Earn Your Turkey

nmai-by-tribeca-citizencourtesy-national-museum-of-the-american-indianI’ve always thought Thanksgiving weekend was backward: When I get a few days off in a row, I’m anxious to be out and about as soon as possible—but with Thanksgiving, the sit-around, lazy day comes first (unless you’re cooking, obviously). While much of greater Tribeca will be closed on Thursday—including the Museum of Jewish Heritage, 92YTribeca, Barnes & Noble, Poets House, and Tribeca Cinemas—it’s not a total wasteland. Here are seven suggestions that won’t take you too far from home.


1. Located in the stunning Alexander Hamilton U.S. Custom House on Bowling Green, the Smithsonian’s National Museum of the American Indian (above) is perhaps the most Thanksgiving-y thing you can do without leaving New York City—and best of all, it’s likely to be void of the field-tripping students than can make a visit on any other a day a bit overwhelming. The current exhibits are “A Song for the Horse Nation,” with many horse-related crafts (such as the mid-19th-century Northern Cheyenne quilled horse mask, right); “Identity by Design,” which looks at native women’s fashions (the beadwork is beautiful); and the art of Andrea Carlson and Annie Pootoogook. Admission is free, but security is near airport-level; I had to remove my belt, but not my shoes. One Bowling Green, 212-514-3700, nmai.si.edu; 10 a.m.–8 p.m.

2. As of today, the weather forecast is for gray skies and a high of 58 degrees—not ideal for a stroll over the Brooklyn Bridge (or at least halfway and back), but did the Pilgrims complain about a few clouds? Buck up and bundle up.

hudson-river-park-by-asha-agnishirish-hunger-memorial-by-asha-agnish3. Or go west, exploring the Hudson River Park—where the grasslands along the boardwalk are tall and brown, and you can mark the progress being made on Piers 25 and 26. As you head south, stop at Battery Park City’s Teardrop Park (Warren/Murray), listening for the new sound installation, Murmeration, and continue onward to the Irish Hunger Memorial (below left; River Terrace, south of Murray). On a day when too many of us eat too much, taking a moment to pay respect to one of history’s great famines—and remembering how many people go hungry now—seems apt. Unfortunately, the Mercy Corps Action Center, where you can learn how to help fight hunger and poverty, won’t be open for the holiday.

4. Thanksgiving is also a rather appropriate day to explore Chinatown and ponder how our nation was founded—and made great—by all manner of immigrants. I’m a big fan of not planning a route when in Chinatown, instead wandering here and there, following my instinct and poking into whatever shops and restaurants seem interesting. Much will be closed, including the new Museum of Chinese in America, but not Chinatown Ice Cream Factory, where flavors include black sesame, durian, and pandan. 65 Bayard (Mott/Elizabeth), 212-608-4170; 11 a.m.–10 p.m., though the store may close a little early.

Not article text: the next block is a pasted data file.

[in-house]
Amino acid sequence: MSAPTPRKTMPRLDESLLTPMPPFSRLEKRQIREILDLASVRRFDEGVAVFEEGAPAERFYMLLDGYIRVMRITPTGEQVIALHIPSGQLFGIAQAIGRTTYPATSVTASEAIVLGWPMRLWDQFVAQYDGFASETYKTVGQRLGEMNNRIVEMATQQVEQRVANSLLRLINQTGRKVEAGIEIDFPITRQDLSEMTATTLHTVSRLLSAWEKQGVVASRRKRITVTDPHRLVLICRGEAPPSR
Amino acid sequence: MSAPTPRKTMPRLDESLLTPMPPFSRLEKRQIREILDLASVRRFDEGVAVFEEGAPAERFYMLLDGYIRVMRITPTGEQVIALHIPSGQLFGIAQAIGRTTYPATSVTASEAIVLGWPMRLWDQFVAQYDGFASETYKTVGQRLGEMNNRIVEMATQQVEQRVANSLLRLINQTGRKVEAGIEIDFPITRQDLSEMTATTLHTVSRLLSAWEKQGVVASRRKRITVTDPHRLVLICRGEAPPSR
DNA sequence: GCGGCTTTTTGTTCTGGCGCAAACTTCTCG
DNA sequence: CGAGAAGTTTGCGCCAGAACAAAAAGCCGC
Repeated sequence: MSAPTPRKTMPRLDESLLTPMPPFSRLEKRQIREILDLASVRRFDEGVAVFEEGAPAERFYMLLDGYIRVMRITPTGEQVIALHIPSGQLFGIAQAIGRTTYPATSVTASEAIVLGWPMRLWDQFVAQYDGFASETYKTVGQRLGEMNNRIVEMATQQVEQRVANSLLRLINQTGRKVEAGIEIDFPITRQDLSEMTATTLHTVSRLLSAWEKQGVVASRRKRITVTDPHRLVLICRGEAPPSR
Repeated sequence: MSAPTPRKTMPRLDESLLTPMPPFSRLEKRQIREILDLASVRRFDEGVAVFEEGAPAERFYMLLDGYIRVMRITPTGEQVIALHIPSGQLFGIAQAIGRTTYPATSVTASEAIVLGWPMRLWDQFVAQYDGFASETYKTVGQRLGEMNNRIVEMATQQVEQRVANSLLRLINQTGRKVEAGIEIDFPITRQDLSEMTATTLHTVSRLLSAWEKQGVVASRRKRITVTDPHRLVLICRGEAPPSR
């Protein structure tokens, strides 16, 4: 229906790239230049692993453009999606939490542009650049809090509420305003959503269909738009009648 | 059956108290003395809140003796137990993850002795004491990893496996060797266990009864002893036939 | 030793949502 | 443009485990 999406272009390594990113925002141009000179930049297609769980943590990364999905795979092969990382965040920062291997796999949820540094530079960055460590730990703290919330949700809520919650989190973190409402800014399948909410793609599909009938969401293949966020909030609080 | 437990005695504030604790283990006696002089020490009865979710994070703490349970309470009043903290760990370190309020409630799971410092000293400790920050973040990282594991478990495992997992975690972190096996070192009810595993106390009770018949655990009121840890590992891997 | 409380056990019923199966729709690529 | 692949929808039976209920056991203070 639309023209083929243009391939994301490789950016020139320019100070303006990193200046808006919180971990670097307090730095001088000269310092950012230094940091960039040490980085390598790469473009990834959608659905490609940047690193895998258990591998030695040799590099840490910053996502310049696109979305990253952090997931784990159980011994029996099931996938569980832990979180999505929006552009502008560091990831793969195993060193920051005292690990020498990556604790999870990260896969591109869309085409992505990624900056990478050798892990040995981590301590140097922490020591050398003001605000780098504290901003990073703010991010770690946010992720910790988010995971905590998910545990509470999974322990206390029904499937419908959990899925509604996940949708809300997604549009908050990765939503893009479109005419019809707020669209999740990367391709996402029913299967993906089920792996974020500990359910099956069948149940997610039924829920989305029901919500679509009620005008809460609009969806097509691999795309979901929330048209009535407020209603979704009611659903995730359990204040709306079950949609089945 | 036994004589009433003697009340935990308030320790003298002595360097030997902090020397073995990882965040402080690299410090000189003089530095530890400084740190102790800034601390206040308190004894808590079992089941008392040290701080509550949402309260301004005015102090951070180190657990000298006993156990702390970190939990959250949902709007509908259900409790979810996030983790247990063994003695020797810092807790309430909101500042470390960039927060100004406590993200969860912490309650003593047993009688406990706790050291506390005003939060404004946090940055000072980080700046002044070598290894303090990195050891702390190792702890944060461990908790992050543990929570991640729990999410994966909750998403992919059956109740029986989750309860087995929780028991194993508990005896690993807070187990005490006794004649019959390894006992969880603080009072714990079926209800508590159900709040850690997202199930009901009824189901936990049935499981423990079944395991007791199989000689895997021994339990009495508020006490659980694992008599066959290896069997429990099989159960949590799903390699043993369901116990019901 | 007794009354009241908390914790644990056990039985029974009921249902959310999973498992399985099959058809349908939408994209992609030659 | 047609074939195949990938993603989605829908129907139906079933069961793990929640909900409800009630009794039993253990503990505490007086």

5. It strikes me as a stretch to link Thanksgiving with 9/11, a certain solemn patriotism aside, but the Tribute WTC Visitor Center ($10, 120 Liberty, 866-737-1184) certainly qualifies as something to do, and it will be open 10 a.m.–5 p.m., with the last entrance at 4:30 p.m. The free 9/11 Memorial Preview Site, over on Vesey, will be taking the day off.

courtesy-broken-embraces-resizecourtesy-fantastic-mr-fox-resize6. I have a long list of movies I’d like to see, and I’m hoping to put a dent in it this weekend. (I was forced to watch Where the Wild Things Are last weekend, and let’s just say it would have been a wonderful 30-minute film.) At Regal Battery Park City, according to Fandango: Wes Anderson’s much-admired Fantastic Mr. Fox; little-movie-that-could Precious; love-it-or-hate-it Twilight: New Moon; The Blind Side starring Sandra Bullock; 2012; Planet 51; A Christmas Carol; Old Dogs; and something reductively called Ninja Assassin. At the Angelika: Me and Orson Welles (which The New Yorker‘s David Denby quite liked); Bad Lieutenant: Port of Call New Orleans starring Nic “El Loco” Cage; Coco Before Chanel; The Messenger; Pirate Radio; and The Maid. At Landmark Sunshine: Pedro Almodóvar’s Broken Embraces; the adaptation of Cormac McCarthy’s post-apocalyptic The Road; the Coen brothers’ A Serious Man; and John Woo’s Red Cliff, starring the always fantastic Tony Leung. Film Forum, meanwhile, is showing Frederick Wiseman’s Paris Ballet documentary La Danse; The Sun, a portrait of Japanese emperor Hirohito by Russian filmmaker Alexander Sokurov; and Jacque Tati’s classic Mr. Hulot’s Holiday. A pretty good slate, all in all! If I were choosing, it’d be Fantastic Mr. Fox, Broken Embraces, and La Danse. Everything else is Netflixable.

7. Of course, you could go to the gym (unless you belong to Eastern Athletic). Equinox Tribeca will be open 8 a.m.–3 p.m., while the hours at New York Sports Clubs vary by location: 217 Broadway, 8 a.m.–3 p.m.; 151 Reade, 6 a.m.–3 p.m.; Battery Park City, 9 a.m.–4 p.m.

Whatever you do, here’s hoping it’s highly enjoyable!

Hudson River Park and Irish Hunger Memorial photographed by Asha Agnish for Tribeca Citizen.


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